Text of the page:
£28m Sales Incentives fine for big British banks

11 Dec 2013

Two leading UK banks, Lloyds TSB and Bank of Scotland (including the Halifax), have been fined £28,038,844 by the UK’s Financial Conduct Authority (FCA) over serious failings in the controls of Sales Incentives schemes which led to thousands of consumers ending up with wrong and inappropriate products.

lloyds bank

This is the largest ever fine imposed on UK banks for retail conduct failings.

The FCA said that Lloyds TSB and Bank of Scotland’s sales incentive schemes led to a serious risk that sales staff were put under pressure to hit targets to get a bonus or avoid being demoted, rather than focus on what consumers may need or want.

In one instance an adviser sold protection products to himself, his wife and a colleague to prevent himself from being demoted.

In some cases a demotion of two levels could mean a 50 per cent cut in salary.

The regulator also cited one scheme known as the ‘champagne bonus’ which could see an adviser receiving 35% of their monthly salary as a bonus as soon as they reached their sales target.

Other schemes included “a grand in your hand”,  a one off bonus of £1000 for meeting a target.


Consumers International has campaigned for changes in Sales Incentives schemes used by banks and an end to the banking culture of ‘profit and sales before service and compliance.’

Regional, branch and individual incentives create a pressure selling environment and a conflict of interest. Sales incentives have been highlighted in a number of mis-selling scandals.

To properly address problems with sales incentive schemes, there needs to be:

  • An end to the most aggressive incentive schemes.
  • Clear responsibility for incentive schemes at Board Level.
  • Enhanced whistle blowing mechanisms to report problems.


The FCA found that Lloyds TSB and Bank of Scotland (including Halifax) had higher risk features in their advisers’ financial incentive schemes which were not properly controlled. 

This created a significant risk that advisers would maintain or increase their salaries, and earn bonuses, by selling products to customers that they did not need or want.


The serious failings related to the sales incentives and sales targets policies and practices employed by Lloyds TSB and Bank of Scotland have potentially serious consequences for consumers and bank workers, but this is just one part of the story.

The repeated need for large scale penalties for unsuitable conduct by financial services firms, including the use of inappropriate sales incentives, has implications for the stability of the financial system. 

This case is just one of many that demonstrate the importance of effective consumer protection measures and enforcement as a means of managing risk, promoting trust and contributing to the stability of the banking system globally.

This is an issue that financial regulators and international institutions including the Financial Stability Board (and its members) need to address properly.

The links between what how banks behave and how this affects financial stability need to be clearer.

National and international assessment of risks to the stability of the wider financial system (under prudential regulation) must strike a better balance and be explicit in assessing the behaviour of banks and other providers in the retail sector (market conduct).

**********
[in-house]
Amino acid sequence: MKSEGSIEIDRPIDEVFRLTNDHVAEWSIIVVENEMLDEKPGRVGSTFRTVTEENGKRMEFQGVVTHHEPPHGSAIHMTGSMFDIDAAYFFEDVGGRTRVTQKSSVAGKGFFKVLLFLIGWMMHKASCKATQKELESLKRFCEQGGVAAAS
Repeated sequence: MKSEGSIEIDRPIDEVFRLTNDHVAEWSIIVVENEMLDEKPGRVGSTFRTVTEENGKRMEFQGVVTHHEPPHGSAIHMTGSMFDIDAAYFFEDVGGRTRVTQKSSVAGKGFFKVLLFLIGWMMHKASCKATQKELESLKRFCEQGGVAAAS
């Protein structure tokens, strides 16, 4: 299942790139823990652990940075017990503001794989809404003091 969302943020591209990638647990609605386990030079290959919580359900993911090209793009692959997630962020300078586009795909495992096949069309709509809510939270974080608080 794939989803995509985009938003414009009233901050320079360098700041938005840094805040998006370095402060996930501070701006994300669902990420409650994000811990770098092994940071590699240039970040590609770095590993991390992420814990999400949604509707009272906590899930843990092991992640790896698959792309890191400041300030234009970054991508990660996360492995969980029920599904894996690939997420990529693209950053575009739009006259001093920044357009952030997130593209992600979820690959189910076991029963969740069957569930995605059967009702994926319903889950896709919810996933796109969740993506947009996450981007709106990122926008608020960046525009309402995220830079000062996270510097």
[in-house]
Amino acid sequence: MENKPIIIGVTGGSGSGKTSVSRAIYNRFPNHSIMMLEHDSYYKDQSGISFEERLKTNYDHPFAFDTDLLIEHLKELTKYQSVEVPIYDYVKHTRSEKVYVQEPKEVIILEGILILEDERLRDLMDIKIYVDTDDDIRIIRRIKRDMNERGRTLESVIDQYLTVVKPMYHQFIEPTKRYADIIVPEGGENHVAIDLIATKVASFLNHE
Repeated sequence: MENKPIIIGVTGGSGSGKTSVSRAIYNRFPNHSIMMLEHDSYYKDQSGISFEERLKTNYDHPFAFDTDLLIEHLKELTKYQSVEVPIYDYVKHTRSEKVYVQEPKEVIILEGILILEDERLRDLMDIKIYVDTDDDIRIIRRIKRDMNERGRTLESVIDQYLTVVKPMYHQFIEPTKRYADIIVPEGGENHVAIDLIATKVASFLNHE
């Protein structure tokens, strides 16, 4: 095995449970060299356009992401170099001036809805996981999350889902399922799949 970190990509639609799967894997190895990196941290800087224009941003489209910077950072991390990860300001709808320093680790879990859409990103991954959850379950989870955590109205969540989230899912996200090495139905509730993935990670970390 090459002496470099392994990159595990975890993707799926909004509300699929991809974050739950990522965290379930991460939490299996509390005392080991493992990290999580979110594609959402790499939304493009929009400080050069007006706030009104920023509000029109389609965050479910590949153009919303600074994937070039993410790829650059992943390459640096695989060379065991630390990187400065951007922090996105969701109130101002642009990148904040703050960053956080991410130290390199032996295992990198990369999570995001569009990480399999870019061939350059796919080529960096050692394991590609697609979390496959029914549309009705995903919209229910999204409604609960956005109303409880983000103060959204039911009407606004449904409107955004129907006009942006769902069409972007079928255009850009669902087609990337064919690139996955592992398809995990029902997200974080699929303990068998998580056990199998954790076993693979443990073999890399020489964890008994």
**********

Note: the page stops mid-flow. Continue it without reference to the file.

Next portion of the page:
In particular, financial consumer protection must be given higher priority in combined efforts nationally and international to secure a stable and sustainable banking system.

Banking culture

Since the financial crisis in 2008 there has been pressure on the financial services industry and Governments and regulators to address the problems in banking culture which have led to a profit and sales before service and compliance.

However, the serious failings by Lloyds TSB and Bank of Scotland (including the Halifax) indicate that more needs to be done to address the underlying causes of misconduct by firms.

In this case, the FCA increased the fine by 10 per cent because its predecessor, “the FSA, had warned about the use of poorly managed incentive schemes over a number of years and the firms’ previous disciplinary record, including an FSA fine on Lloyds TSB Bank plc for the unsuitable sale of bonds in 2003 caused in part by the general pressure to meet sales targets”.

Richard Lloyd, executive director of consumer organisation Which?, said: "This should send a clear message to the banking industry that mis-selling won't be tolerated and that customers, not sales, must come first."

Tracey McDermott, the FCA’s director of enforcement and financial crime, commented:

"The findings do not make pleasant reading. Financial incentive schemes are an important indicator of what management values and a key influence on the culture of the organisation, so they must be designed with the customer at the heart. The review of incentive schemes that we published last year makes it quite clear that this is something to which we expect all firms to adhere. 

"Customers have a right to expect better from our leading financial institutions and we expect firms to put customers first – but firms will never be able to do this if they incentivise their staff to do the opposite.”

Consumers International will continue to work on sales incentives in banking in 2014.


The FCA’s investigation focused on advised sales of investment products (such as share ISAs) and protection products (such as critical illness or income protection) between 1 January 2010 and 31 March 2012.

Further information on the FCA’s investigation is available here:

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